Add costs and interest to what's owed
If you had to spend money trying to collect what the judge said the other side owes you, you can ask to have those costs added to what you're already owed. You can also have interest added.
Before you start
Document your costs
You'll need to file a written statement saying what you've spent and how much interest needs to be paid. The court doesn't keep track of this.
You only can add costs from the past 2 years
- You have 2 years from the time you pay a collection cost to add it to what's owed.
- Not all collection costs will be added. You can add what you paid the court, a government agency (like the sheriff's office or DMV), or a process server. Sometimes, the court will allow you to add attorney's fees.
You can add interest at any time while the judgment is active
Generally, any unpaid principal balance collects interest at 10%, or 7% if the debtor is a government agency. This general rule applies to any judgment against a business or government agency, or when the debtor owes $200,000 or more. It also applies to any judgment where the money is owed due to a tort or fraud, or judgments for unpaid wages or other money due to an employee.
Broadly, a tort is when someone does something, usually dangerous or careless, and it causes someone to get hurt or damages something they own. For example, if someone runs a red light and causes a car accident. Common examples are assault, battery, trespassing, or negligence.
A tort is not when someone breaks a contract. For example, when someone signs an agreement with a credit card company, but then does not make a payment they agreed to make. That is called a "breach of contract". It is not a tort.
If the balance owed is less than $200,000 and the money owed is related to medical expenses or personal debt, then an exception to this rule may apply. Otherwise, the general rule applies.
Limits on interest rates for some judgments related to medical expenses or personal debts
For any judgment entered or renewed on or after January 1, 2023, the interest rate on any unpaid balance is 5% if:
- The side that owes the money (the judgment debtor) is a person, not a business or government agency,
- The principal balance owed is less than $200,000 and related to a medical expense or is less than $50,000 and related to a personal debt, and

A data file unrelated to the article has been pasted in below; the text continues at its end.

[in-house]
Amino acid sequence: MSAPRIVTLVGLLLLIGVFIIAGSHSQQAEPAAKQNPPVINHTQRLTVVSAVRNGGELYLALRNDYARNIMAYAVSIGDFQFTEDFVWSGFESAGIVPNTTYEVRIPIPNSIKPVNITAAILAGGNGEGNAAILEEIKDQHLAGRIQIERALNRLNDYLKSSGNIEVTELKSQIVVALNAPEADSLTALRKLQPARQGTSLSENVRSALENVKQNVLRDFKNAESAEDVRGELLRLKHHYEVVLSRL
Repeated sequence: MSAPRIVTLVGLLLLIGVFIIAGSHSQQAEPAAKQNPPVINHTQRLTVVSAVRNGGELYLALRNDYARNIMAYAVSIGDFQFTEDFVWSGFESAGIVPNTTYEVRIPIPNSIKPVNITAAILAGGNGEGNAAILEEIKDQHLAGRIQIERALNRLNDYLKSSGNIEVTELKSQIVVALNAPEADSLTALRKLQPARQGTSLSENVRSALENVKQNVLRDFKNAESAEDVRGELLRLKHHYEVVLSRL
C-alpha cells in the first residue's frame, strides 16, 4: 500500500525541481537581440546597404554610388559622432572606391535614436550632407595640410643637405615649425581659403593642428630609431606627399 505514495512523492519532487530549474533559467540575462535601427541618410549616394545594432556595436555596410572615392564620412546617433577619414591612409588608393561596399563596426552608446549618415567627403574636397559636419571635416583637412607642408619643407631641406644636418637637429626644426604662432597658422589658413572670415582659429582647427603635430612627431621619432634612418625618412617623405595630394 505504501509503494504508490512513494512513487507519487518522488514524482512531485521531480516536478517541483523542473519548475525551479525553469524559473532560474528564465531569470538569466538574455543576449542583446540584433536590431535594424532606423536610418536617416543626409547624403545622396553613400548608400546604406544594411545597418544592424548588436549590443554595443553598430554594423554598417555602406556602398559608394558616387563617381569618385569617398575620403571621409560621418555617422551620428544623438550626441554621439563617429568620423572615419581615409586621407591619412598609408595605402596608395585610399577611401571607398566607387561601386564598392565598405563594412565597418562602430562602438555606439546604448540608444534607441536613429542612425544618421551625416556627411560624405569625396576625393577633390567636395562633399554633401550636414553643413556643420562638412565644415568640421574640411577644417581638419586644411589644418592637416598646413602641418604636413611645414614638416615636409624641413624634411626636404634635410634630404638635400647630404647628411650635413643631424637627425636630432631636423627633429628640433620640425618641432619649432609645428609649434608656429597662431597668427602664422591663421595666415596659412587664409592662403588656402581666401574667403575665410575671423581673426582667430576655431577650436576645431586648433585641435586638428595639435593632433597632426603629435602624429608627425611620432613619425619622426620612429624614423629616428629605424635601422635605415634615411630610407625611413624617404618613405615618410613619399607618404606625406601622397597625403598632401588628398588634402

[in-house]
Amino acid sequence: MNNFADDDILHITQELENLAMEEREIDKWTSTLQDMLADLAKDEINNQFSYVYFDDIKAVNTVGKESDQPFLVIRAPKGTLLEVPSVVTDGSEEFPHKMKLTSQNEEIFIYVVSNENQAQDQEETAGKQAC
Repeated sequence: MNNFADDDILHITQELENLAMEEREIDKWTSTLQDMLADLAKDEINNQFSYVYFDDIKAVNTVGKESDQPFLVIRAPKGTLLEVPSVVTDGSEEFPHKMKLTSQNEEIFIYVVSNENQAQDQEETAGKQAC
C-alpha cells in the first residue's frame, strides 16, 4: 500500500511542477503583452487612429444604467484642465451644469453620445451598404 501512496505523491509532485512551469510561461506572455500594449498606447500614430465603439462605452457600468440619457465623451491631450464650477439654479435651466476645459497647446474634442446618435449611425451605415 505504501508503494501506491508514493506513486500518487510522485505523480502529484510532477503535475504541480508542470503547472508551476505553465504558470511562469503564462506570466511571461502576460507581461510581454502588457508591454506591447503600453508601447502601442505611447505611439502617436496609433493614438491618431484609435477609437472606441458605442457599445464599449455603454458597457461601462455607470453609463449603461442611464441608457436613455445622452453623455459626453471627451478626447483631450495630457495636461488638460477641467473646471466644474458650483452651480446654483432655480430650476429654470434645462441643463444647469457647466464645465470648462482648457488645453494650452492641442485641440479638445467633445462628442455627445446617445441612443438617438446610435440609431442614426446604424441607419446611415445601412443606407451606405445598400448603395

- The money owed is not due to a tort, fraud, unpaid wages, or other money owed to an employee
How to add costs and interest
Calculate costs and interest
Get together proof of your costs
Add up receipts or other records from fees paid to the court clerk or other places you had to spend money to collect (like the sheriff, county clerk, or process server). You can only add costs from the past 2 years.
Calculating interest owed
Calculating interest can be tricky, especially if the other side has made some payments because you calculate interest only on the amount that hasn't been paid.
- You can use a San Diego Superior Court’s free online program to calculate the amount due on a specific day. You input the judgment amount, date, and payment history, and the program does all the calculations for you. The calculator has the interest rate set at 10%.
- If you want to calculate by hand instead, read the Information Sheet for Calculating Interest and Amount Owed on a Judgment (form MC-013-INFO).
Fill out form
Fill out and put in what you added up in the last step into:
- Memorandum of Costs After Judgment (form MC-012)
This tells the court what you've spent and what interest needs to be added.
Make a copy
Make 1 copy of the Memorandum of Costs to send to the other side.
Serve the Memorandum of Costs
Have someone 18 or older, not you or someone else involved in your case, hand-deliver or mail the copy of the Memorandum of Costs After Judgment to whoever owes you money. The person who mails is your server.
Your server must then fill out the proof of service on the second page of the original Memorandum of Costs After Judgment.
Make another copy with the Proof of Service filled out
Make 2 copies of the Memorandum of Costs After Judgment with the signed proof of service on the second page.
File the Memorandum of Costs
- File the original and 2 copies of your Memorandum of Costs After Judgment.
- The court will process the paperwork, and return the 2 copies, stamped, to you.
- The court will keep the original papers for its file.
Wait for response
If the person who owes you money doesn’t file anything with the court saying they disagree, your Memorandum of Costs After Judgment is automatically approved.If the other side files a Motion to Tax Costs, you will be served with a copy of the motion. If you disagree, you must file and serve your response at least 9 court days before the court date about the costs. A judge will decide if the costs and interest can be added.
Small claims collection
After you have your costs and interest added, you can keep trying to collect what's owed. If the other side ends up paying you, you need to let the court know.